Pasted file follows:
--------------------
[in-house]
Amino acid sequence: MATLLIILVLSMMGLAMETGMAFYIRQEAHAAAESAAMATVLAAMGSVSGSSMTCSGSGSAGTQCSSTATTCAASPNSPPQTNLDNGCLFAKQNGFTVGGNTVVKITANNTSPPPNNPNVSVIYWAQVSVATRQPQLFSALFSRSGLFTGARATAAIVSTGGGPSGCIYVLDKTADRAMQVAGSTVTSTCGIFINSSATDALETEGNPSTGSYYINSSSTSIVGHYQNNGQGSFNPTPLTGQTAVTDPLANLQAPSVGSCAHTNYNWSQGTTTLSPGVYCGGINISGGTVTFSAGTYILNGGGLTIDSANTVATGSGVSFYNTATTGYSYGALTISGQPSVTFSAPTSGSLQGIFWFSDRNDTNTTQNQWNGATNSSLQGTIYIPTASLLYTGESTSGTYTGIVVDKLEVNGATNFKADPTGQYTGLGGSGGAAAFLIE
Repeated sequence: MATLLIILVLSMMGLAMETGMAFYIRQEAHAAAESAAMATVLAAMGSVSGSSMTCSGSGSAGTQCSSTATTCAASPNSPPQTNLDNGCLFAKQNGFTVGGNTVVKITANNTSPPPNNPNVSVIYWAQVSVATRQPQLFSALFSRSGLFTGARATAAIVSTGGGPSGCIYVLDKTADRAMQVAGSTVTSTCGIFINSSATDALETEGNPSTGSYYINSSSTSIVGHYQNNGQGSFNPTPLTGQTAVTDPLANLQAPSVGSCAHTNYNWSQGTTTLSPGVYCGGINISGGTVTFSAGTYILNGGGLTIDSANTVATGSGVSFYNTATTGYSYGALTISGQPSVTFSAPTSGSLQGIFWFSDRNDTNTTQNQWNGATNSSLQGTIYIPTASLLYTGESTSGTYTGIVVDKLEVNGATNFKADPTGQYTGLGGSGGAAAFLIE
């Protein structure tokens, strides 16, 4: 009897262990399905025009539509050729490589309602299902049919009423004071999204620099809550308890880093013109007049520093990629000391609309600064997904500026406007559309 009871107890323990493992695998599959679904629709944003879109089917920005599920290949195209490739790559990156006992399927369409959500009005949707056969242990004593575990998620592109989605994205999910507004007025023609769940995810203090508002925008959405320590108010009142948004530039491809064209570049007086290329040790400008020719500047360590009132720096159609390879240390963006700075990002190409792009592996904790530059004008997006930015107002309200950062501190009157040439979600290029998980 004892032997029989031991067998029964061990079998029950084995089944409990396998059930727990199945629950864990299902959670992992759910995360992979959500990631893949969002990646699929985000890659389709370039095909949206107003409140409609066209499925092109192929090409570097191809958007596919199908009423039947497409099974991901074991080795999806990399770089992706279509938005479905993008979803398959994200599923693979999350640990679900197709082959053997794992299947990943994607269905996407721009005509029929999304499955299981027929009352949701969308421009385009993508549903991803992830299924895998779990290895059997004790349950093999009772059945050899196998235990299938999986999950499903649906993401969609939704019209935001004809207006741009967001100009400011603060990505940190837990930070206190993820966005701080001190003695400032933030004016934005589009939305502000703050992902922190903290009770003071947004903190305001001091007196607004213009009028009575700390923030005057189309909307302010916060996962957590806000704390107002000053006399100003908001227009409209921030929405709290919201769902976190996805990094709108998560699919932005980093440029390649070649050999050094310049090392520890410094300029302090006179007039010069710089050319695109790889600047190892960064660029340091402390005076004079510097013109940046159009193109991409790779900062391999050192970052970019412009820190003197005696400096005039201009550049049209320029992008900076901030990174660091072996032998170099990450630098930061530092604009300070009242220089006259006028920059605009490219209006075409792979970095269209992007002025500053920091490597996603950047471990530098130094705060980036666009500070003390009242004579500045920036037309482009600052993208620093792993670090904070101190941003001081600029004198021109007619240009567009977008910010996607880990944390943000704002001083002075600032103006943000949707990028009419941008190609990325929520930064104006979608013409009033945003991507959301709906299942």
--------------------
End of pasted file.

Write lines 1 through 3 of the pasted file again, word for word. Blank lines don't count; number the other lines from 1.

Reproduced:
[in-house]
Amino acid sequence: MATLLIILVLSMMGLAMETGMAFYIRQEAHAAAESAAMATVLAAMGSVSGSSMTCSGSGSAGTQCSSTATTCAASPNSPPQTNLDNGCLFAKQNGFTVGGNTVVKITANNTSPPPNNPNVSVIYWAQVSVATRQPQLFSALFSRSGLFTGARATAAIVSTGGGPSGCIYVLDKTADRAMQVAGSTVTSTCGIFINSSATDALETEGNPSTGSYYINSSSTSIVGHYQNNGQGSFNPTPLTGQTAVTDPLANLQAPSVGSCAHTNYNWSQGTTTLSPGVYCGGINISGGTVTFSAGTYILNGGGLTIDSANTVATGSGVSFYNTATTGYSYGALTISGQPSVTFSAPTSGSLQGIFWFSDRNDTNTTQNQWNGATNSSLQGTIYIPTASLLYTGESTSGTYTGIVVDKLEVNGATNFKADPTGQYTGLGGSGGAAAFLIE
Repeated sequence: MATLLIILVLSMMGLAMETGMAFYIRQEAHAAAESAAMATVLAAMGSVSGSSMTCSGSGSAGTQCSSTATTCAASPNSPPQTNLDNGCLFAKQNGFTVGGNTVVKITANNTSPPPNNPNVSVIYWAQVSVATRQPQLFSALFSRSGLFTGARATAAIVSTGGGPSGCIYVLDKTADRAMQVAGSTVTSTCGIFINSSATDALETEGNPSTGSYYINSSSTSIVGHYQNNGQGSFNPTPLTGQTAVTDPLANLQAPSVGSCAHTNYNWSQGTTTLSPGVYCGGINISGGTVTFSAGTYILNGGGLTIDSANTVATGSGVSFYNTATTGYSYGALTISGQPSVTFSAPTSGSLQGIFWFSDRNDTNTTQNQWNGATNSSLQGTIYIPTASLLYTGESTSGTYTGIVVDKLEVNGATNFKADPTGQYTGLGGSGGAAAFLIE